And respect his writing. And follow his blog. And his tweets.
It seems that when I'm struggling, God leads me to something or someone that will speak to me about what is going on in my head or heart. Today has been no exception.
Perusing through my Google Reader this morning to catch up on blogs that I follow, the title of Miller's latest post I'd Rather Be Hated Than Loved Conditionally knocked me over. It was exactly how I am feeling, but have been unable to weave into discernible words and sentences. It was how I tried so desperately to explain to my husband last night bawling in the driveway, sitting in the car, after we took a drive to get a coffee. I could not mix the thoughts and feelings into anything that made sense.
And that sentence. That sentiment. That blog title could have rolled right out of my heart in those tears. I just couldn't pinpoint it. So God gave me a little boost.
I have been in a bad place this morning. I was still awake after 3am, slept on the couch, and woke up to realize I hadn't shaken the feelings. Going off on a friend, who even complimented what a good rant it was, didn't do any good. It merely made my feelings razor sharp. (Which is exactly what my son's therapist tells us that ranting does. Perhaps we should listen?)
I love to love. I love to do things for people. I don't do it for the return; in fact, when people thank me or say something nice about what I've done, it makes me feel weird inside. I don't accept it very well for some reason. I have just taken this to be another thing within me that doesn't work quite like it should. I even tell myself, "Just say thank you. That's it. Don't argue."
I do things that I see that need to be done. It's that simple. I can't stand for things to go undone. I want others to be happy. If I do something well, and someone else doesn't, I do not mind using my skill to make it easier on them. I think it's more of an obsessive/compulsive thing. And I'm serious. I just want people to be happy.
The unhappiness often slips into my heart when I can't overcome when someone else doesn't see it my way. Or do it my way. Or think like I think. The thing is, I am so much better about it than I used to be, but I can't seem to kick that last bit of it hanging onto my personality.
I have been cranky and grouchy and generally upset today because I was feeling it from the other side. I was feeling treated badly, loved but only with conditions, made to feel yucky. When I saw the title, I was thinking of myself. And I was so happy that words had been attached to how I was feeling!
Then I read on. And realized that God brought me here for another reason as well.
I will not say that I do not love unconditionally, because I feel I do much of the time; but I am guilty of letting differences irritate me to the point that I'm ruining my own day. I am guilty of not letting these things roll off my back. And I am guilty of becoming frustrated when someone else does this. I believe this is why God led me to Miller's post. A mini coming-to-Jesus meeting, of sorts.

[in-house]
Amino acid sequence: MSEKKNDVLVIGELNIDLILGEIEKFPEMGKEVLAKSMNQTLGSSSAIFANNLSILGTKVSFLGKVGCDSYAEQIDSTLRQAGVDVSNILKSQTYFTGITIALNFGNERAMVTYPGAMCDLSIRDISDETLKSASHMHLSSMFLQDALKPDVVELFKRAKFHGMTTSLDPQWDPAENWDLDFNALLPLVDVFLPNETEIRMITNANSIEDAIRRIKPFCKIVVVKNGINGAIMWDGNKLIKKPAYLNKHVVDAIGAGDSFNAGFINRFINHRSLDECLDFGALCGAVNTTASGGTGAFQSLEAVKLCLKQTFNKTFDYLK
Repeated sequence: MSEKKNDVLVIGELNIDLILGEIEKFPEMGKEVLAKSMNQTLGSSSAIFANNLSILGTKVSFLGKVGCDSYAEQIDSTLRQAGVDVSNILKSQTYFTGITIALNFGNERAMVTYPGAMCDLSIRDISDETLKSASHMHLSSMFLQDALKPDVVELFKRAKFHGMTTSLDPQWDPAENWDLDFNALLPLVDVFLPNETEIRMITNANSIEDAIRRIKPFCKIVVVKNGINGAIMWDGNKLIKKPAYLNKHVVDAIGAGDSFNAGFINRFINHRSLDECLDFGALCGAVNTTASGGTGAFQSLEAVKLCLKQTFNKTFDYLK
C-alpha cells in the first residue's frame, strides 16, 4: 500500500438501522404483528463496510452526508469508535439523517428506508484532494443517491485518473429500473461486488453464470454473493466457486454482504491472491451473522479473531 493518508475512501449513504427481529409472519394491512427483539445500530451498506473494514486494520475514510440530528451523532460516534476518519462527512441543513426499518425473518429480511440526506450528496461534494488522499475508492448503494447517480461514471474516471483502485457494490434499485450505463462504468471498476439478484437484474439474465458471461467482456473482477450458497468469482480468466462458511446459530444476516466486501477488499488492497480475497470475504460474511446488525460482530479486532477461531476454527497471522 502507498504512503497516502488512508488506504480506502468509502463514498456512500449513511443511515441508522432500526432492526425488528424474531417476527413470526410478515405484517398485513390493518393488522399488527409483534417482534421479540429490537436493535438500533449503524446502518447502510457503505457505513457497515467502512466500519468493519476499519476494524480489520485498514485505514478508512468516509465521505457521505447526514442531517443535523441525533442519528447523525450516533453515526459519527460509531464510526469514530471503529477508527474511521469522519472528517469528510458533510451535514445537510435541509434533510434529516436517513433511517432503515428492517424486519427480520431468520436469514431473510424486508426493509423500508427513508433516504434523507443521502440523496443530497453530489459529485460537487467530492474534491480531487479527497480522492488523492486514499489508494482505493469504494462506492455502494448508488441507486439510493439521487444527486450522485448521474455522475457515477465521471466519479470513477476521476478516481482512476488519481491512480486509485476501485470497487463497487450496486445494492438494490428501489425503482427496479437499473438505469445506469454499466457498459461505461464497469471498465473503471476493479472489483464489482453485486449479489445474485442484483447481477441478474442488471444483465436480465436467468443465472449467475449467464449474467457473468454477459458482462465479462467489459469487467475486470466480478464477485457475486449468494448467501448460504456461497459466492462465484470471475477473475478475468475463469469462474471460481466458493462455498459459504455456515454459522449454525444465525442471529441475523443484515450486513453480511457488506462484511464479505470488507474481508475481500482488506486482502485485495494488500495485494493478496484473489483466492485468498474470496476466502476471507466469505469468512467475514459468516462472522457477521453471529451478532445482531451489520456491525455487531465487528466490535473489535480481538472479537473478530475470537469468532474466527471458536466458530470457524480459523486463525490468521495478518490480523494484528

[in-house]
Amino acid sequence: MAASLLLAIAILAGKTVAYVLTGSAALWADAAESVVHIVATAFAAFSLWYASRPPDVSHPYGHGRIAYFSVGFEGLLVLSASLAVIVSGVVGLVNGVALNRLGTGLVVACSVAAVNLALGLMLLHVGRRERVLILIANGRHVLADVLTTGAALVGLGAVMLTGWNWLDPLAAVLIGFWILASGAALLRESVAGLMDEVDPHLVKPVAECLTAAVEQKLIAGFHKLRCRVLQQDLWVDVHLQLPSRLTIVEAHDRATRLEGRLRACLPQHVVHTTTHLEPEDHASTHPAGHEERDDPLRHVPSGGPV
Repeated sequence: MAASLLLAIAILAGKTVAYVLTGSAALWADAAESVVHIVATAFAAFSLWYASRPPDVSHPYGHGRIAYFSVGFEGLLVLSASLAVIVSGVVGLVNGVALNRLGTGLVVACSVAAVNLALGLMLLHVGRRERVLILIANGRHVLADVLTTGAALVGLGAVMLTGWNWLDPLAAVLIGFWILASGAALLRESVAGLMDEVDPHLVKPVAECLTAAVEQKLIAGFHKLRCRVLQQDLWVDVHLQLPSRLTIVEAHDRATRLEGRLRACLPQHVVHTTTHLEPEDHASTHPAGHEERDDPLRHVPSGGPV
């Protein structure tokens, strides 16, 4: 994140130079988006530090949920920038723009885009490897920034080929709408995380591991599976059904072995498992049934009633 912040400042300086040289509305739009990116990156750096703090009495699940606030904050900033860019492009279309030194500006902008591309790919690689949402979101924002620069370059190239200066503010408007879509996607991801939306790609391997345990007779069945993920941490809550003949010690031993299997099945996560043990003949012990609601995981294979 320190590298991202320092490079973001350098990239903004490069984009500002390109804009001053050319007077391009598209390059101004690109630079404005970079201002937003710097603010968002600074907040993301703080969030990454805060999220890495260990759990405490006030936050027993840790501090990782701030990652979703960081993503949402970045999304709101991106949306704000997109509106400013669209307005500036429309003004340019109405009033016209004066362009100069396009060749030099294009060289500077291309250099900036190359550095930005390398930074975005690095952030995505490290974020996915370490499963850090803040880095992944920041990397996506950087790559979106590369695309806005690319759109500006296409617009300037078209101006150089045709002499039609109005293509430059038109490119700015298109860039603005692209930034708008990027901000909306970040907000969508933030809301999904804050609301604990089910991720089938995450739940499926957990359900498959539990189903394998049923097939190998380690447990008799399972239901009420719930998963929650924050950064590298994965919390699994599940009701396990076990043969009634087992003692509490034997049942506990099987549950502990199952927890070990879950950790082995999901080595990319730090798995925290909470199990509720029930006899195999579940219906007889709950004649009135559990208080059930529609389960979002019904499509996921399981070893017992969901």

If I want to be loved without strings, then I must must be willing to do it myself. Jesus was not a control freak and, for crying out loud, he certainly had the right to be! But he chose not to be.
If you want to be a control freak, by all means - do it. Control yourself and quit focusing on when those around you aren't doing what you want, when you want, in exactly the way you want and are absolutely sure is the best way to do it.
And we are not talking about parenting here, where you are there to correct and lead. Not this time. What this is about is adult, consenting relationships. Adults do not need to be treated like children by other adults. They do not need to be treated well on the condition that they are doing life your way.
Relationships are give and take - and that does not mean you give orders and conditions and those in your life take them and go about life so you will be happy. You give love, you take love; you give in sometimes, they give in sometimes; you give leeway, they give leeway; you give a good ribbing, they take it; they give a good ribbing, and you take it.
Laugh, talk, discuss the good and the bad. Let others be able to talk to you about how they feel without fear of ridicule and criticism. Listen. Love. Comfort. You do not have to agree to be supportive. And get this: sometimes your opinion doesn't matter.
I'm sure Jesus wanted to throttle 80% of those he encountered during his ministry on earth. He felt pain. He felt sadness. He was tempted. He was human. However, as God's son he could have called out everyone he had relationships with on how wrong they were about the way they went about so much in their lives. Yes, he cared for their well-being. Yes, he knew there was a better way. Yes, he could see their ways were not lining up with his. But he did not browbeat, did not criticize, did not act condescendingly to make them see things his way. He acted quietly and lovingly. Amazingly, the end does not always justify the means.
I was feeling browbeaten and realized that I was feeling conditionally loved, but ended up with so much more. I am feeling convicted to look inward instead of point fingers.
Thanks, Donald, for being the conduit for God's message to me this morning. It seems he's been trying to reach me without success.